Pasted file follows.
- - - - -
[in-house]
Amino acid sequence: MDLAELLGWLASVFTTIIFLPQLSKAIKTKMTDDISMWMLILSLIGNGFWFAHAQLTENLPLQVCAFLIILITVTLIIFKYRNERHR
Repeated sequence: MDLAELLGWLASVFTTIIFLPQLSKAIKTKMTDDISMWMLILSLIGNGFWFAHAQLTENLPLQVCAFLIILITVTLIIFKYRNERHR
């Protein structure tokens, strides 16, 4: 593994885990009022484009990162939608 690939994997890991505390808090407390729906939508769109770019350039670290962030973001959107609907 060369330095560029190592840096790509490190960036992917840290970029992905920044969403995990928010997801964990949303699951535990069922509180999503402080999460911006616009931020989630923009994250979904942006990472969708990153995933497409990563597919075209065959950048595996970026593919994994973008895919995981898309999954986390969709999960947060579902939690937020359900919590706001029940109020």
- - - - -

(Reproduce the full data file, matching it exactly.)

[in-house]
Amino acid sequence: MDLAELLGWLASVFTTIIFLPQLSKAIKTKMTDDISMWMLILSLIGNGFWFAHAQLTENLPLQVCAFLIILITVTLIIFKYRNERHR
Repeated sequence: MDLAELLGWLASVFTTIIFLPQLSKAIKTKMTDDISMWMLILSLIGNGFWFAHAQLTENLPLQVCAFLIILITVTLIIFKYRNERHR
């Protein structure tokens, strides 16, 4: 593994885990009022484009990162939608 690939994997890991505390808090407390729906939508769109770019350039670290962030973001959107609907 060369330095560029190592840096790509490190960036992917840290970029992905920044969403995990928010997801964990949303699951535990069922509180999503402080999460911006616009931020989630923009994250979904942006990472969708990153995933497409990563597919075209065959950048595996970026593919994994973008895919995981898309999954986390969709999960947060579902939690937020359900919590706001029940109020």